COLLEGE PARK, Md — New affordable housing near transit stops, improved pedestrian safety and small business preservation along the coming Purple Line are needed to protect and strengthen the surrounding communities, according to a new report released today to federal, state and local stakeholders by the Purple Line Corridor Coalition (PLCC) and the University of Maryland’s National Center for Smart Growth.
Led by the center in partnership with the Maryland Department of Transportation and the Maryland Transit Administration, the report for policymakers is the culmination of a multiyear effort to advance equitable transit-oriented development ahead of the anticipated 2026 opening of the light-rail line. When completed, it will link Prince George’s and Montgomery counties, with five stops on or near the UMD campus and connections to four Metrorail lines.
“When I was a kid, transportation development was building freeways through people’s neighborhoods, displacing people and undermining the sense of community,” U.S. Rep. Jamie Raskin (D-Maryland) said at a news conference at a planned Purple Line stop in Silver Spring. “The Purple Line is the exact opposite. It will unify different communities in Maryland, from College Park to Bethesda.”
Developed through a grant from the Federal Transit Administration, the report analyses conditions and opportunities along the 16-mile corridor to recommend interventions ranging from targeted zoning changes around transit stations to new bike infrastructure that would connect surrounding trail networks that make equitable development and accessibility across the corridor more viable.
“I am excited to help grow a vibrant corridor that supports current and future residents,” said Montgomery County Council Vice President Evan Glass. “As we look toward to the Purple Line’s completion, we must focus our efforts on providing residents and workers with increased opportunity, mobility and equity. We can do this, together.”
Large-scale transit investments can be an economic boon to the neighborhoods they serve, but often overlook historically marginalized residents and businesses already there. The report estimates that Maryland housing prices around proposed stations could increase by 12% for single-family properties, up to 9.2% for multifamily rental properties, up to 4.5% for office space, and up to 7.1% for retail space due to the impact of the Purple Line—increased costs that would potentially drive out people who live and work there today.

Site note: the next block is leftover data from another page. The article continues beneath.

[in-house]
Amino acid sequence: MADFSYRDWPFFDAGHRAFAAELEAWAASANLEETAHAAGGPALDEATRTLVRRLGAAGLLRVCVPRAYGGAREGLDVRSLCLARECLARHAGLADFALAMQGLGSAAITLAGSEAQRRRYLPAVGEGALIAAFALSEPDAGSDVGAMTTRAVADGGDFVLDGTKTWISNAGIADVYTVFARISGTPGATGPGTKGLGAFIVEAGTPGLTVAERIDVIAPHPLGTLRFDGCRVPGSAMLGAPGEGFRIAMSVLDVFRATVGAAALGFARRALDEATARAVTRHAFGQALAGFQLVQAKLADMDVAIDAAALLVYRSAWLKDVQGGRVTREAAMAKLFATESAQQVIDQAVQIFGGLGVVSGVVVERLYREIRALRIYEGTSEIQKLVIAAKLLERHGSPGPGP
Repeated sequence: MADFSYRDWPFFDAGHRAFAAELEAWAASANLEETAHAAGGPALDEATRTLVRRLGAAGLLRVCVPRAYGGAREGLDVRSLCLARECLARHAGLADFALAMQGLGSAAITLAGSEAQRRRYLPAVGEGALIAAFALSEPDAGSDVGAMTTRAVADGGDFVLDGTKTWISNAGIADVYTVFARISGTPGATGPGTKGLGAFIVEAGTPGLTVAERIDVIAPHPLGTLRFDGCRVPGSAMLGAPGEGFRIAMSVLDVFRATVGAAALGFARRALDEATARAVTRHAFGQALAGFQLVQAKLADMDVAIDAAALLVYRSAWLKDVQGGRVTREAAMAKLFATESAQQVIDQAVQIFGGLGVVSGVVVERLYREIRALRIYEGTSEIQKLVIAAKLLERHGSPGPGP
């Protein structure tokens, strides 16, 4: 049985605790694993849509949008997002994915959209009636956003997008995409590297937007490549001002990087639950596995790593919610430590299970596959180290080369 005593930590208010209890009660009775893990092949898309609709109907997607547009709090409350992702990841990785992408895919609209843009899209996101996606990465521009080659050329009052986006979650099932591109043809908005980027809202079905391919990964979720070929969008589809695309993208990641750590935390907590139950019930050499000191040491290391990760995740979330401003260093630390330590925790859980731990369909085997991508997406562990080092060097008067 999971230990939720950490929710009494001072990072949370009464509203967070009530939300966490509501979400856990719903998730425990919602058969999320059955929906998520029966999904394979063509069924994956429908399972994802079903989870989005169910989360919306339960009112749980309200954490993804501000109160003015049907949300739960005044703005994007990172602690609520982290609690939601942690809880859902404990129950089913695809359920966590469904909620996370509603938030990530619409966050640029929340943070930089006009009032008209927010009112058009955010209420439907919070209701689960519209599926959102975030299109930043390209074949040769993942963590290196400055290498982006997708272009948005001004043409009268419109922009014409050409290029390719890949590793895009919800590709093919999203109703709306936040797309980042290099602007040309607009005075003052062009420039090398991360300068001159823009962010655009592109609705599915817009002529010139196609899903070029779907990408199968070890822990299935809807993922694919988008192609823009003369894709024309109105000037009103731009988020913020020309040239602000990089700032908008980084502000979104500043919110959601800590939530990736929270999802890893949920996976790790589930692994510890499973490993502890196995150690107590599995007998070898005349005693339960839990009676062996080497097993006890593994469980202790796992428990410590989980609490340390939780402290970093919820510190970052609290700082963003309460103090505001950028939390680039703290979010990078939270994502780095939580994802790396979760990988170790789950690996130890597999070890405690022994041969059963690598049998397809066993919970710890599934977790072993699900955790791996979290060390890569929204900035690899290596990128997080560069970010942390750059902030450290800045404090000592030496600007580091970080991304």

The report calls for station-adjacent affordable housing, renter support programs and increases in density to bolster middle-income housing. It also suggests adopting “inclusionary zoning”—which sets aside a percentage of units in a new development for affordable housing—in Prince George’s County and a modification to Montgomery County’s Moderately Priced Dwelling Unit policy.
“Light-rail service has never been kind to low- and medium-income communities of color across the country,” said Prince George’s County Councilwoman Deni Taveras. “This is why the development of the PLCC strategy, along with the founding of the first Northern Gateway Business Improvement District in the county, work together with intentionality to prevent community displacement, and ensure that the fabric and richness of our ethnic communities do not change.”
Other recommendations include investing in pedestrian and bike infrastructure around stations, including traffic buffers; more marked crossings and changes in signal timing; lowering posted speed limits; and extending bike paths and lanes to outlying areas. To facilitate and promote inclusive economic growth, the report suggests technical assistance and affordable commercial rent solutions for small businesses, building a local workforce through digital skill education and targeting labor-intensive industries, such as information technology and quantum computing.
The Purple Line will be Maryland’s first transit line to connect the spokes of the Washington Metropolitan Area Transit Authority system (Metro) and represents one of the region’s biggest transit investments of the 21st century. The PLCC, a public-private-community collaborative formed in 2013, has led the creation of the Purple Line community development agreement, supported community efforts with data and research, and coordinated action for inclusive and racially equitable development.
“With construction now at full force, our hope is that this report helps us refocus and re-energize as a community, at the grasstops and the grassroots levels, around equitable change,” said PLCC Director Sheila Somashekhar.